‘We are dying. Where is the world?’

2014-09-21 15:00

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On Friday, Sierra Leone started a three-day national shutdown for a house-to-house Ebola sensitisation campaign, deploying thousands of government staff, NGO workers and volunteers in an attempt to identify infections and educate a frightened public.

As the country programme manager for the Aids Healthcare Foundation (AHF), I am a member of the rapid response team during the three-day shutdown.

There is no hospital or clinic that is untouched by this disease, and we are losing healthcare workers every day. AHF lost Dr Khan, our medical director, to Ebola in August, and his passing has left a vacuum in our organisation that cannot easily be described, let alone filled. He was a leading expert in his field and our country is in dire need of medical professionals if we are to halt the spread of this disease.

He provided medical care for our patients in the AHF Kenema clinic before this pandemic began to ravage our country. Our ability to effectively treat patients is crippled because he was not only providing care for HIV patients, but was a mentor for our staff. It is likely to be very difficult to recruit a replacement for him, even if the Ebola crisis passes. Where will we find another doctor who will be as committed and passionate as Dr Khan was in our HIV response?

We have also lost a National Aids Control Programme lab/CD4 technician to Ebola, leaving another gap in our disintegrating healthcare system.

Where is the world? Our doctors are dying. Our nurses are dying. Our lab technicians are dying, and help does not come. The only medical professionals getting life-saving treatment are foreign nationals, people from America and Europe.

Dr Olivet Buck contracted Ebola and despite pleas to the World Health Organisation (WHO) for medevac to Germany, where a facility was waiting to admit her, she was denied the opportunity and left to die. One WHO lab tech contracted Ebola in Kenema and the entire team evacuated.

Most samples are now sent to the overburdened, underresourced Kenema hospital, where the lab is located – a hospital where dozens of staff have become infected and many have died.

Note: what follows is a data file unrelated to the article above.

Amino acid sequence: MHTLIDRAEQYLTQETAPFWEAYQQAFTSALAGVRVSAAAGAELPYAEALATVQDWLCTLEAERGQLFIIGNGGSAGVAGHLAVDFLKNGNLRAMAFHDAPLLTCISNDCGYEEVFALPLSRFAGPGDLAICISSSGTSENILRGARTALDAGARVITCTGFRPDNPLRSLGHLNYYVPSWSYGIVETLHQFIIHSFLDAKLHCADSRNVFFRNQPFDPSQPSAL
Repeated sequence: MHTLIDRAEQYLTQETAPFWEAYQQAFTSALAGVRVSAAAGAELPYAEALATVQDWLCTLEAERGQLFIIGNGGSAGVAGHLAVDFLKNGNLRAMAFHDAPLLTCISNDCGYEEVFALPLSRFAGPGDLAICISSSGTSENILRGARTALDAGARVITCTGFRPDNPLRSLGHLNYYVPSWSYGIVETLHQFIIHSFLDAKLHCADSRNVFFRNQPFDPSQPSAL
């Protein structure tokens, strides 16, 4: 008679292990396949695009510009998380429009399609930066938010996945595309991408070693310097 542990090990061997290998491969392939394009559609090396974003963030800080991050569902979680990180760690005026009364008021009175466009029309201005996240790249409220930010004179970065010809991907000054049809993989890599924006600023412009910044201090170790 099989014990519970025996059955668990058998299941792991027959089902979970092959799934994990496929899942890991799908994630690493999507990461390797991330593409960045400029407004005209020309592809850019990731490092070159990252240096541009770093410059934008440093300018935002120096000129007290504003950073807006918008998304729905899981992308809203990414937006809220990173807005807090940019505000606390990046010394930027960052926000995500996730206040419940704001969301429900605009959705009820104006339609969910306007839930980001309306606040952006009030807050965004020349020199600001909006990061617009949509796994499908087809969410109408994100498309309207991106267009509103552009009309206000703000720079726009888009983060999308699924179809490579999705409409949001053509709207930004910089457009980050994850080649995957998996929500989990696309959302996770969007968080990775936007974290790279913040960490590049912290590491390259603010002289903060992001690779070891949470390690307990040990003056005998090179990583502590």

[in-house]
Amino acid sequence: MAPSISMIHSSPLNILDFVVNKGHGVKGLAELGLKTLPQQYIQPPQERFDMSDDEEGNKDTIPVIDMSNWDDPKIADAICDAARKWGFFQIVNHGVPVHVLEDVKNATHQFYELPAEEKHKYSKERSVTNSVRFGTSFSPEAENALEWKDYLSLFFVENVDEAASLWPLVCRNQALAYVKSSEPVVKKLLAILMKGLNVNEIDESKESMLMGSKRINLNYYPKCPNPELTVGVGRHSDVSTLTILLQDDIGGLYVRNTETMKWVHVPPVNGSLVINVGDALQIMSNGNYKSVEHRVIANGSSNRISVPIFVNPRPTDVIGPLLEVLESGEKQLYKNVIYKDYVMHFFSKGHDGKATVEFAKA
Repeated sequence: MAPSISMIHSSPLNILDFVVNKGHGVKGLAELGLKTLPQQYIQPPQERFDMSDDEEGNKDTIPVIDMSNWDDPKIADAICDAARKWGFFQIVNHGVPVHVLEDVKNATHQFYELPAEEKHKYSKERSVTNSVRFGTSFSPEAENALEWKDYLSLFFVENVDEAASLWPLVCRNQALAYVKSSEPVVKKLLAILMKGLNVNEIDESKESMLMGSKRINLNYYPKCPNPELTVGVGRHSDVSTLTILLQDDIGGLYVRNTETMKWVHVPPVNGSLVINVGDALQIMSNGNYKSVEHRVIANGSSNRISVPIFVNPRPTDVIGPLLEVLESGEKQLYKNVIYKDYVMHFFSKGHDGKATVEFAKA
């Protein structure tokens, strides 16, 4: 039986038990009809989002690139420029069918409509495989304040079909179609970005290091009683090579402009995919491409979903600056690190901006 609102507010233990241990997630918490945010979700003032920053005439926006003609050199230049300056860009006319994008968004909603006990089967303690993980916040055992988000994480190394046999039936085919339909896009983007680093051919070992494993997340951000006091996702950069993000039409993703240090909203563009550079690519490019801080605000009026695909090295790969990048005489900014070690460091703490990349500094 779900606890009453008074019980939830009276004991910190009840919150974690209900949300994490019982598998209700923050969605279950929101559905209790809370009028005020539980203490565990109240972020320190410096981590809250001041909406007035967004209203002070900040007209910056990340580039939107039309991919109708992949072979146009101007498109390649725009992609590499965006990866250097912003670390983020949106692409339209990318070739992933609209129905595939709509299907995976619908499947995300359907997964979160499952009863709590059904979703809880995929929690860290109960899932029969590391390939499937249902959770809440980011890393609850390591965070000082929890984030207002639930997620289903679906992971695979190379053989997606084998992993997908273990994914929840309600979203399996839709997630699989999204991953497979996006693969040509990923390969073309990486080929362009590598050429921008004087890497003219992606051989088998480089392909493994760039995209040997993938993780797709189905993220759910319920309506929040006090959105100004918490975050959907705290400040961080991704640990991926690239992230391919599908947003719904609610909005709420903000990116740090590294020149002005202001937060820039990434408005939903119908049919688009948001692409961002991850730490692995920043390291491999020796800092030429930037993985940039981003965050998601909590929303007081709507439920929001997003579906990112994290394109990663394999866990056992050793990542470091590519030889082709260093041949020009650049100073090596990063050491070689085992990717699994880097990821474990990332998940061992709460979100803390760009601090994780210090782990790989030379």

If we have no doctors and no nurses, who will treat our people? How will they survive this? Our hospitals lack basic medical supplies like gloves, face masks and boots.

Doctors Without Borders and the Red Cross are on the front lines of Ebola, running the isolation units, treating the sick.

The AHF has distributed $450?000 (R5?million) worth of equipment and supplies, sharing with national facilities in Freetown and Kenema. We have recruited volunteers to trace our patients and ensure they receive treatment, and we are part of the psychosocial support team in Kenema for the three-day campaign.

NGOs are doing all we can, but we don’t command military infrastructure, we don’t have endless resources and thousands of trained personnel. NGOs cannot stop Ebola without help, and help is not coming.

Maybe it is because we are African or my country is too small or too poor, or because we have no oil. Maybe it is because world leaders can’t find Sierra Leone on a map and this crisis has become one more in a series of all too familiar African tragedies.

There have been more confirmed cases of Ebola in the past 21 days than in the entire six months that preceded them. Families continue to bury the dead, risking infection because we don’t have the staff or resources to help them. Our staff are afraid. Their families are afraid of them when they go home.

The stigma around this disease has seen our African brothers close their borders to us and the realities of this disease is killing our most valuable weapon in the fight to stop Ebola: our healthcare workers. They are dying and the world is letting them. We are on our own and we are running out of time.

» Jambawai is the country programme manager for the Aids Healthcare Foundation in Sierra Leone

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